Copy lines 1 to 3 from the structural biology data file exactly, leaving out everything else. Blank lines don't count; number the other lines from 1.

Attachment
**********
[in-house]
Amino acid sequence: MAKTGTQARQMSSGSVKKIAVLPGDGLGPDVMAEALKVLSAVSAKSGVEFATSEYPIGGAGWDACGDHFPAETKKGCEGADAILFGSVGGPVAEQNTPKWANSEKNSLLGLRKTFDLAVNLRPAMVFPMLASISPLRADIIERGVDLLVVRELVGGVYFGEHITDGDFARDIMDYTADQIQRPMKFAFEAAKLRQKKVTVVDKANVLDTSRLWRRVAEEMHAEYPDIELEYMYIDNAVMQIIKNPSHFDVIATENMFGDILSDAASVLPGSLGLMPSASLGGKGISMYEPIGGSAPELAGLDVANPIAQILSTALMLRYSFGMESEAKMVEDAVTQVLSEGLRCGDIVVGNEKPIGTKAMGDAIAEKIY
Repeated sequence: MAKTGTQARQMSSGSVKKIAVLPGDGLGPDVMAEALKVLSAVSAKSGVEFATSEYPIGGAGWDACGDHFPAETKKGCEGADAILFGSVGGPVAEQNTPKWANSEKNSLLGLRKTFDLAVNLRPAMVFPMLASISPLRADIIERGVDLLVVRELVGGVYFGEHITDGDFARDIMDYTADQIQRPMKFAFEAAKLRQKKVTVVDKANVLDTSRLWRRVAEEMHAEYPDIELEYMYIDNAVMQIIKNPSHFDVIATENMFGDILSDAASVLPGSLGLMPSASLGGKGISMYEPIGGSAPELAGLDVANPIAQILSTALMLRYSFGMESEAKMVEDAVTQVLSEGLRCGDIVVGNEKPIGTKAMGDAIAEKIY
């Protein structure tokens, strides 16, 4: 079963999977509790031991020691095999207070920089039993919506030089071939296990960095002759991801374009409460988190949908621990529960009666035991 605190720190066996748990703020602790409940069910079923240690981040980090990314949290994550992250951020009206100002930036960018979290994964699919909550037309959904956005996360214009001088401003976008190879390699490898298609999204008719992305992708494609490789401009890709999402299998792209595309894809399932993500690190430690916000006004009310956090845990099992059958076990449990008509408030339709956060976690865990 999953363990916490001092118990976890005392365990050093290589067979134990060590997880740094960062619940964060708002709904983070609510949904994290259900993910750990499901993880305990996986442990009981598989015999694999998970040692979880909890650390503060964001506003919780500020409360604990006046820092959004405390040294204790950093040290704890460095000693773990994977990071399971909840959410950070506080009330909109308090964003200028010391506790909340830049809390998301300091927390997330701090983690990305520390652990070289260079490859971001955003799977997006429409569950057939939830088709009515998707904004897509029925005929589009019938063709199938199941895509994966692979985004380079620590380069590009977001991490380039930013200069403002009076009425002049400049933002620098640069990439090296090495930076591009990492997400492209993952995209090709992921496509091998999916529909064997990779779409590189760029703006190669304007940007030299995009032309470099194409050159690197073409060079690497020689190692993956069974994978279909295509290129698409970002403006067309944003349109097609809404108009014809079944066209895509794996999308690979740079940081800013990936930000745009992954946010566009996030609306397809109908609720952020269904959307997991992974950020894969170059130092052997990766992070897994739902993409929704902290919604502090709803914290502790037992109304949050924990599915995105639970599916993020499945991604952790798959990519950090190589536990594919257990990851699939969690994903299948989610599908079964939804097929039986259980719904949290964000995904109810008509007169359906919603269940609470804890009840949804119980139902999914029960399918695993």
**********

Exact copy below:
[in-house]
Amino acid sequence: MAKTGTQARQMSSGSVKKIAVLPGDGLGPDVMAEALKVLSAVSAKSGVEFATSEYPIGGAGWDACGDHFPAETKKGCEGADAILFGSVGGPVAEQNTPKWANSEKNSLLGLRKTFDLAVNLRPAMVFPMLASISPLRADIIERGVDLLVVRELVGGVYFGEHITDGDFARDIMDYTADQIQRPMKFAFEAAKLRQKKVTVVDKANVLDTSRLWRRVAEEMHAEYPDIELEYMYIDNAVMQIIKNPSHFDVIATENMFGDILSDAASVLPGSLGLMPSASLGGKGISMYEPIGGSAPELAGLDVANPIAQILSTALMLRYSFGMESEAKMVEDAVTQVLSEGLRCGDIVVGNEKPIGTKAMGDAIAEKIY
Repeated sequence: MAKTGTQARQMSSGSVKKIAVLPGDGLGPDVMAEALKVLSAVSAKSGVEFATSEYPIGGAGWDACGDHFPAETKKGCEGADAILFGSVGGPVAEQNTPKWANSEKNSLLGLRKTFDLAVNLRPAMVFPMLASISPLRADIIERGVDLLVVRELVGGVYFGEHITDGDFARDIMDYTADQIQRPMKFAFEAAKLRQKKVTVVDKANVLDTSRLWRRVAEEMHAEYPDIELEYMYIDNAVMQIIKNPSHFDVIATENMFGDILSDAASVLPGSLGLMPSASLGGKGISMYEPIGGSAPELAGLDVANPIAQILSTALMLRYSFGMESEAKMVEDAVTQVLSEGLRCGDIVVGNEKPIGTKAMGDAIAEKIY